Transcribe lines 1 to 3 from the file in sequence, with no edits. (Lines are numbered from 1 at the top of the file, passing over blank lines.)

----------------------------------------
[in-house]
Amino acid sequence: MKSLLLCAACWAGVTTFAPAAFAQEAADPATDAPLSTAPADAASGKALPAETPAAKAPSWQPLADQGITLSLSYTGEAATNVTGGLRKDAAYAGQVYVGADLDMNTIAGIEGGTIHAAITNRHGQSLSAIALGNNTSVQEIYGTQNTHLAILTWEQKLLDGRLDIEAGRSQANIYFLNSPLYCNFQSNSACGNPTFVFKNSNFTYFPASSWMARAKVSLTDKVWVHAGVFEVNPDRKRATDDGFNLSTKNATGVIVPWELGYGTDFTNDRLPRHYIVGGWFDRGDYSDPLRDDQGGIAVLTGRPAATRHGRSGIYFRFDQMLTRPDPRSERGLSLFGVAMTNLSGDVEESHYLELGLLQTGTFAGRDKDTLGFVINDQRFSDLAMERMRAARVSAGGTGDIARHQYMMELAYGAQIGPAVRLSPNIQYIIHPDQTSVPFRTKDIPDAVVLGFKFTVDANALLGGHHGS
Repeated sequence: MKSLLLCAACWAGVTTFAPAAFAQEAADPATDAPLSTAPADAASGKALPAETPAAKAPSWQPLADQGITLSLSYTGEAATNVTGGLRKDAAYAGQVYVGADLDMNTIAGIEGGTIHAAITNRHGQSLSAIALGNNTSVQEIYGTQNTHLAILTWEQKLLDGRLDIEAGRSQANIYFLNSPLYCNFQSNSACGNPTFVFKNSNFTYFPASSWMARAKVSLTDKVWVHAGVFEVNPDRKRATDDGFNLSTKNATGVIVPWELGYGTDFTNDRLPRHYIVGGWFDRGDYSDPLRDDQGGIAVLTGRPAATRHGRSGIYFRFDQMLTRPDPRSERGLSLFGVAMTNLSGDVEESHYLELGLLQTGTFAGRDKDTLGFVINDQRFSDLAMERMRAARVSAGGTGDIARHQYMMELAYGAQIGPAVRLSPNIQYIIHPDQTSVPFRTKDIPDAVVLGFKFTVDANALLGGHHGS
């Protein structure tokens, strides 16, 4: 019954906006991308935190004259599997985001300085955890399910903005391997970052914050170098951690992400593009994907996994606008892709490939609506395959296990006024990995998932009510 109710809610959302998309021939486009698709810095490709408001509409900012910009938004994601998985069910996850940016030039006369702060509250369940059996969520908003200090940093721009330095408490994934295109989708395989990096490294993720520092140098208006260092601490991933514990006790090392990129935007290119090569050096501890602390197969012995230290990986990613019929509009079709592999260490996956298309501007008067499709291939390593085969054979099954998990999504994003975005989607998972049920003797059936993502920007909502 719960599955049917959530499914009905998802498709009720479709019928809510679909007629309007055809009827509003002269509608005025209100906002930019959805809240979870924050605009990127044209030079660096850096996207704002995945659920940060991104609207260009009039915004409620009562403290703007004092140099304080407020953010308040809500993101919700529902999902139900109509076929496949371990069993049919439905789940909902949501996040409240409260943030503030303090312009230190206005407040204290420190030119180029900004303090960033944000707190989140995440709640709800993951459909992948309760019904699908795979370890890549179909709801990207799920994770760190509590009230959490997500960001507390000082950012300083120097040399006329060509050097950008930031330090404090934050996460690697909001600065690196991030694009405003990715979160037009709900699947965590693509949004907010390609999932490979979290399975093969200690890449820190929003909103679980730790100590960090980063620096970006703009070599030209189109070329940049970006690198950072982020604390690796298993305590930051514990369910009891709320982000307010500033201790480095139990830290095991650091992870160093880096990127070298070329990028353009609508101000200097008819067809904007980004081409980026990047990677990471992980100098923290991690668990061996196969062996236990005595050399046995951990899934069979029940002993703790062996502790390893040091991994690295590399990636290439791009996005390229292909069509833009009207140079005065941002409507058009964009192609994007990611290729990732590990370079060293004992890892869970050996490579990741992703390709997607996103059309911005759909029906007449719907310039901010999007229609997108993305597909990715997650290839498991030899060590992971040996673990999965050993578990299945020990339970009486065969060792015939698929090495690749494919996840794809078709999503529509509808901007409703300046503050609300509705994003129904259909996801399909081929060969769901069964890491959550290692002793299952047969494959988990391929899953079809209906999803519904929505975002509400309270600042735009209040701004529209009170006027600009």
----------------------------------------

[in-house]
Amino acid sequence: MKSLLLCAACWAGVTTFAPAAFAQEAADPATDAPLSTAPADAASGKALPAETPAAKAPSWQPLADQGITLSLSYTGEAATNVTGGLRKDAAYAGQVYVGADLDMNTIAGIEGGTIHAAITNRHGQSLSAIALGNNTSVQEIYGTQNTHLAILTWEQKLLDGRLDIEAGRSQANIYFLNSPLYCNFQSNSACGNPTFVFKNSNFTYFPASSWMARAKVSLTDKVWVHAGVFEVNPDRKRATDDGFNLSTKNATGVIVPWELGYGTDFTNDRLPRHYIVGGWFDRGDYSDPLRDDQGGIAVLTGRPAATRHGRSGIYFRFDQMLTRPDPRSERGLSLFGVAMTNLSGDVEESHYLELGLLQTGTFAGRDKDTLGFVINDQRFSDLAMERMRAARVSAGGTGDIARHQYMMELAYGAQIGPAVRLSPNIQYIIHPDQTSVPFRTKDIPDAVVLGFKFTVDANALLGGHHGS
Repeated sequence: MKSLLLCAACWAGVTTFAPAAFAQEAADPATDAPLSTAPADAASGKALPAETPAAKAPSWQPLADQGITLSLSYTGEAATNVTGGLRKDAAYAGQVYVGADLDMNTIAGIEGGTIHAAITNRHGQSLSAIALGNNTSVQEIYGTQNTHLAILTWEQKLLDGRLDIEAGRSQANIYFLNSPLYCNFQSNSACGNPTFVFKNSNFTYFPASSWMARAKVSLTDKVWVHAGVFEVNPDRKRATDDGFNLSTKNATGVIVPWELGYGTDFTNDRLPRHYIVGGWFDRGDYSDPLRDDQGGIAVLTGRPAATRHGRSGIYFRFDQMLTRPDPRSERGLSLFGVAMTNLSGDVEESHYLELGLLQTGTFAGRDKDTLGFVINDQRFSDLAMERMRAARVSAGGTGDIARHQYMMELAYGAQIGPAVRLSPNIQYIIHPDQTSVPFRTKDIPDAVVLGFKFTVDANALLGGHHGS